According to RoboGames organizer David Caulkins, all the weapons or wedges in the world pale to operator talent. "It's driver, driver, driver, driver, driver. You can spend $60K on a weapon—it's been done—but it can't compare to a good operator."
Touro Middleweight bot from the Pontifico University of Rio de Janiero, led by professor Marco Meggiolaro. This year Marco's team benefitted from a short term membership to TechShop — enabling them for the first time to assemble the machines in a shop vs. their hotel rooms.
Teams have gathered from all over the globe this weekend in San Mateo, CA to compete in 50+ categories at the 9th annual RoboGames . Various theaters of combat are arrayed across Fiesta Hall at the San Mateo Convention Center (also the site of Maker Faire Bay Area), featuring a whole range of environments, like MechWars (armed humanoid robots shooting it out amidst a few highrises in some spare cityscape), Robot Soccer, and Sumo (a pushing match in a ring).
There’s also a nice array of ArtBots on display (try playing the computer-controlled foosball table game).
Of course, the center of attention is the Lexan-encased combat arena, a rugged see-through cage surrounded on three sides by packed bleachers, where the various weight classes of combat robots take each other on. Backstage, an unassuming looking announcer sits ringside, expertly chronicling every interaction. Next to him stands the black and white shirted ref (and RoboGames co-producer Simone Davalos), who manages both start and stop times, the logging of the match results, and overseeing the orange-clad safety crew. Three judges are crammed in there too, notepads in hand, evaluating machines for performance, ready to call a winner if the machines failed to complete a knock-out within the allotted three minutes.
And yes, the wedge is a dominant design, but at least 2/3rds of the combots have some very entertaining weapon design, blades generating sparks, wild noise, or other good machine drama.
The event itself is a great experience. Interesting to see the spectrum of the community, with its clearly welcoming entry-level categories (great for kids) through hardcore experts, with everyone—including Robogames rockstar, the Sewer Snake team—really accessible to the audience.
If you’re in the Bay Area, RoboGames continues today through 7pm at the San Mateo County Events Center.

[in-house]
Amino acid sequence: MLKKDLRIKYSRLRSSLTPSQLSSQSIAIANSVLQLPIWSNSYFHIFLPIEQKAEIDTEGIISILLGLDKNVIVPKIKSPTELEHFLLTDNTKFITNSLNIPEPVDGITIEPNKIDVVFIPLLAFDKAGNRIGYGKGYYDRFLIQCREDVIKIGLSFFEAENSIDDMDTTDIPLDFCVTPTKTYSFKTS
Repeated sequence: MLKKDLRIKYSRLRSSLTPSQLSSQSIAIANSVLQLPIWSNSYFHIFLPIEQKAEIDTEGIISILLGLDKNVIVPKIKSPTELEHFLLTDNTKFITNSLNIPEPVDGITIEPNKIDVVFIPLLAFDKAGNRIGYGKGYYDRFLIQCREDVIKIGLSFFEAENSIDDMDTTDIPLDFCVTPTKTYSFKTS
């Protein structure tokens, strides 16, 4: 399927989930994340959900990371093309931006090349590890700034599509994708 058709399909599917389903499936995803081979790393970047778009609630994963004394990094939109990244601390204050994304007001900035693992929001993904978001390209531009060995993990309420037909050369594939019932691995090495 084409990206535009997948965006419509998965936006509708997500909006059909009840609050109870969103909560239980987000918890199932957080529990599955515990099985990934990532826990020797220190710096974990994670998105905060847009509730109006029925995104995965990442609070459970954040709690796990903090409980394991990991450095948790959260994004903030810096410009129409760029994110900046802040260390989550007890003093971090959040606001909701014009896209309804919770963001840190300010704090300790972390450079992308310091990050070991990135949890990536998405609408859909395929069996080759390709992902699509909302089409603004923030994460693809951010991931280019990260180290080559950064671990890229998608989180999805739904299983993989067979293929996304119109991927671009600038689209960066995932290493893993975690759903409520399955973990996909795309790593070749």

Like the giant walking humanoids of Japanese Manga cartoon, MechWarfare is a contest of humanoid robots fighting in a scaled down cityscape. Robots are human controlled, but the operator must use a camera mounted on the robot for vision - no direct viewing of the field by operators is allowed. Robots have impact sensors to detect how often they've been shot. (Great description from robogames.net!)
Everyone in this community loves the Sewer Snake, Team Plumb Crazy's heavyweight that apparently looks like its dancing as it flips about. This is actually the third iteration of this base design that Matt and Wendy have been running for 10 years now. The most recent mods were to make it a bit shorter and a bit wider, the addition of an on-board camera, and a flamethrower.
Orange and radio-clad safety crew manages all entry and exits of combatants. They also perform "unsticking" (e.g., freeing a machine when it catches on the metal guard rail)
13 year old Krishna Dindial pillaged a rumbler motor from a PlayStation 2 controller for his 1lb "antweight" combot's spinning weapon. Get the inside info on Krishna's build at backyardrobots.com.
Paulo Lenz produces RoboCore in Brazil — the equivalent to RoboGames here in the US. Unburdened by organizer duties, today he celebrated a match win for his pair of combat wedges
Paolo Lenz' Brazilian team took a seemingly unusual approach by splitting the weight limit into two bots.
George and Spencer Collins from Sherman Oaks, CA showing their walking robot.
Robogames co-organzier and referree Simone Davalos keeps her eyes both on the clock and the action.